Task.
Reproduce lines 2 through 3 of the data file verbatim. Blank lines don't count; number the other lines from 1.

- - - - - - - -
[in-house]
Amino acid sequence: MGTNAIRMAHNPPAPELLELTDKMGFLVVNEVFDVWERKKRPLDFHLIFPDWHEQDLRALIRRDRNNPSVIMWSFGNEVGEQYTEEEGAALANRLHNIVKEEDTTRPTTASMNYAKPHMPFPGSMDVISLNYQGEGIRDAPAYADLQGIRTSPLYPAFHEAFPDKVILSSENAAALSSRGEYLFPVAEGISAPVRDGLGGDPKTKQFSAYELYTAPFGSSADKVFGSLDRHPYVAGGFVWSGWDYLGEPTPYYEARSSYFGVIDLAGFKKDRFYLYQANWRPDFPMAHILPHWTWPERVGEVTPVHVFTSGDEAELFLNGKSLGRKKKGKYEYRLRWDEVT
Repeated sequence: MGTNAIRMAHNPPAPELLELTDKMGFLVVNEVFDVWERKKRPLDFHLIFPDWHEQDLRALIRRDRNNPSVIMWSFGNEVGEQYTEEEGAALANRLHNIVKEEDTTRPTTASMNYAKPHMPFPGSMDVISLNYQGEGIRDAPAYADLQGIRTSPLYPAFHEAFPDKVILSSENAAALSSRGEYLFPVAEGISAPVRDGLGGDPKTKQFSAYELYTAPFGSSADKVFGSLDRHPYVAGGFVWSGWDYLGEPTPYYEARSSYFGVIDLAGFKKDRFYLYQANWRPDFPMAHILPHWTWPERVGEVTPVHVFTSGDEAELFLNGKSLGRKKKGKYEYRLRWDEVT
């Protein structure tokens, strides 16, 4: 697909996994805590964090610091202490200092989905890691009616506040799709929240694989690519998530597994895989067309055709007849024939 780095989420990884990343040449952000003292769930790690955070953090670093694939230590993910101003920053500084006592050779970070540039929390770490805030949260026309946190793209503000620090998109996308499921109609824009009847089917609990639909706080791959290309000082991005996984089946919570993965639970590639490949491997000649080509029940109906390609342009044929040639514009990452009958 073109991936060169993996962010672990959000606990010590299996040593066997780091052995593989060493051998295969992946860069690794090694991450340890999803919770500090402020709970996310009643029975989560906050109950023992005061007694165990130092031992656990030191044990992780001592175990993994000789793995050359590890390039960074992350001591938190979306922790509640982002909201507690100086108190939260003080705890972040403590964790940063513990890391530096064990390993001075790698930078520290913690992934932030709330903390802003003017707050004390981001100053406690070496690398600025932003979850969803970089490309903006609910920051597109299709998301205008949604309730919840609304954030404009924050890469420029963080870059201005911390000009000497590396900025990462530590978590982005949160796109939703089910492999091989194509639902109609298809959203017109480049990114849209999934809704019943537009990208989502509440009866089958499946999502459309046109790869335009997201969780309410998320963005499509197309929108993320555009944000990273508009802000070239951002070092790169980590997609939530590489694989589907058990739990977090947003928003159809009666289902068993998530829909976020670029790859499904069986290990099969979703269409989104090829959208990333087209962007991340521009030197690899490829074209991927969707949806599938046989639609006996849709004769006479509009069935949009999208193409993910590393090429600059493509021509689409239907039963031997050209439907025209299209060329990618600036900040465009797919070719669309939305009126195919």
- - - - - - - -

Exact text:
Amino acid sequence: MGTNAIRMAHNPPAPELLELTDKMGFLVVNEVFDVWERKKRPLDFHLIFPDWHEQDLRALIRRDRNNPSVIMWSFGNEVGEQYTEEEGAALANRLHNIVKEEDTTRPTTASMNYAKPHMPFPGSMDVISLNYQGEGIRDAPAYADLQGIRTSPLYPAFHEAFPDKVILSSENAAALSSRGEYLFPVAEGISAPVRDGLGGDPKTKQFSAYELYTAPFGSSADKVFGSLDRHPYVAGGFVWSGWDYLGEPTPYYEARSSYFGVIDLAGFKKDRFYLYQANWRPDFPMAHILPHWTWPERVGEVTPVHVFTSGDEAELFLNGKSLGRKKKGKYEYRLRWDEVT
Repeated sequence: MGTNAIRMAHNPPAPELLELTDKMGFLVVNEVFDVWERKKRPLDFHLIFPDWHEQDLRALIRRDRNNPSVIMWSFGNEVGEQYTEEEGAALANRLHNIVKEEDTTRPTTASMNYAKPHMPFPGSMDVISLNYQGEGIRDAPAYADLQGIRTSPLYPAFHEAFPDKVILSSENAAALSSRGEYLFPVAEGISAPVRDGLGGDPKTKQFSAYELYTAPFGSSADKVFGSLDRHPYVAGGFVWSGWDYLGEPTPYYEARSSYFGVIDLAGFKKDRFYLYQANWRPDFPMAHILPHWTWPERVGEVTPVHVFTSGDEAELFLNGKSLGRKKKGKYEYRLRWDEVT